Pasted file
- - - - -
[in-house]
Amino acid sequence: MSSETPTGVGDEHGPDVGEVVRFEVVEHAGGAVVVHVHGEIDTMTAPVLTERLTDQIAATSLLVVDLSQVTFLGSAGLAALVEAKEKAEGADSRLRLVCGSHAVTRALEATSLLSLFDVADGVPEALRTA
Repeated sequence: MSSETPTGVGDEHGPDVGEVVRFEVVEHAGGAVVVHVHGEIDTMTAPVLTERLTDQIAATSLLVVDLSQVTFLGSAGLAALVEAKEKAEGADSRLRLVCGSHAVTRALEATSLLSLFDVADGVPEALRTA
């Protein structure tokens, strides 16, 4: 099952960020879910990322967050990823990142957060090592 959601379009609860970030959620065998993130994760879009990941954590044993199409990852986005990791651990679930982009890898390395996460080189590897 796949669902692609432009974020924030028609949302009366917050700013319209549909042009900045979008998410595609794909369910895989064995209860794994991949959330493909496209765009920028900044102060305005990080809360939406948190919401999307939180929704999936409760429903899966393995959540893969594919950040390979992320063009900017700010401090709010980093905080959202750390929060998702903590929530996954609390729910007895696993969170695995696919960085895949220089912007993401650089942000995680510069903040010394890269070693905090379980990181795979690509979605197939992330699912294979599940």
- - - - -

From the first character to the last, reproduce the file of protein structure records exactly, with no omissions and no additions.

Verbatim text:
[in-house]
Amino acid sequence: MSSETPTGVGDEHGPDVGEVVRFEVVEHAGGAVVVHVHGEIDTMTAPVLTERLTDQIAATSLLVVDLSQVTFLGSAGLAALVEAKEKAEGADSRLRLVCGSHAVTRALEATSLLSLFDVADGVPEALRTA
Repeated sequence: MSSETPTGVGDEHGPDVGEVVRFEVVEHAGGAVVVHVHGEIDTMTAPVLTERLTDQIAATSLLVVDLSQVTFLGSAGLAALVEAKEKAEGADSRLRLVCGSHAVTRALEATSLLSLFDVADGVPEALRTA
């Protein structure tokens, strides 16, 4: 099952960020879910990322967050990823990142957060090592 959601379009609860970030959620065998993130994760879009990941954590044993199409990852986005990791651990679930982009890898390395996460080189590897 796949669902692609432009974020924030028609949302009366917050700013319209549909042009900045979008998410595609794909369910895989064995209860794994991949959330493909496209765009920028900044102060305005990080809360939406948190919401999307939180929704999936409760429903899966393995959540893969594919950040390979992320063009900017700010401090709010980093905080959202750390929060998702903590929530996954609390729910007895696993969170695995696919960085895949220089912007993401650089942000995680510069903040010394890269070693905090379980990181795979690509979605197939992330699912294979599940």